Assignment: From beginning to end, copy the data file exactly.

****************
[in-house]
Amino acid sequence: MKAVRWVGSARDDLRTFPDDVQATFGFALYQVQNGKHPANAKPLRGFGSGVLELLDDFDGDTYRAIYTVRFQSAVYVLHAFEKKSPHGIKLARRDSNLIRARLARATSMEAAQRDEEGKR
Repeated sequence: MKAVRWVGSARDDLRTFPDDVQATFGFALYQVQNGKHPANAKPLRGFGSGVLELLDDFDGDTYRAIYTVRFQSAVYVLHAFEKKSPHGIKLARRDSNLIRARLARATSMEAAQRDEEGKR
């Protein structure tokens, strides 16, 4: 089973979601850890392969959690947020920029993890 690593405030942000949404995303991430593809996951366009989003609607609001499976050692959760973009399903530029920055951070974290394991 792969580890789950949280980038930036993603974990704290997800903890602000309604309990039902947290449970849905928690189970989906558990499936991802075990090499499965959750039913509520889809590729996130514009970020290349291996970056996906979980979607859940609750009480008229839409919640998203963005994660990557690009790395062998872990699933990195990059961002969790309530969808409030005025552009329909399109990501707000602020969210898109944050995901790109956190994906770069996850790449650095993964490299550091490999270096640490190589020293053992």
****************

[in-house]
Amino acid sequence: MKAVRWVGSARDDLRTFPDDVQATFGFALYQVQNGKHPANAKPLRGFGSGVLELLDDFDGDTYRAIYTVRFQSAVYVLHAFEKKSPHGIKLARRDSNLIRARLARATSMEAAQRDEEGKR
Repeated sequence: MKAVRWVGSARDDLRTFPDDVQATFGFALYQVQNGKHPANAKPLRGFGSGVLELLDDFDGDTYRAIYTVRFQSAVYVLHAFEKKSPHGIKLARRDSNLIRARLARATSMEAAQRDEEGKR
């Protein structure tokens, strides 16, 4: 089973979601850890392969959690947020920029993890 690593405030942000949404995303991430593809996951366009989003609607609001499976050692959760973009399903530029920055951070974290394991 792969580890789950949280980038930036993603974990704290997800903890602000309604309990039902947290449970849905928690189970989906558990499936991802075990090499499965959750039913509520889809590729996130514009970020290349291996970056996906979980979607859940609750009480008229839409919640998203963005994660990557690009790395062998872990699933990195990059961002969790309530969808409030005025552009329909399109990501707000602020969210898109944050995901790109956190994906770069996850790449650095993964490299550091490999270096640490190589020293053992």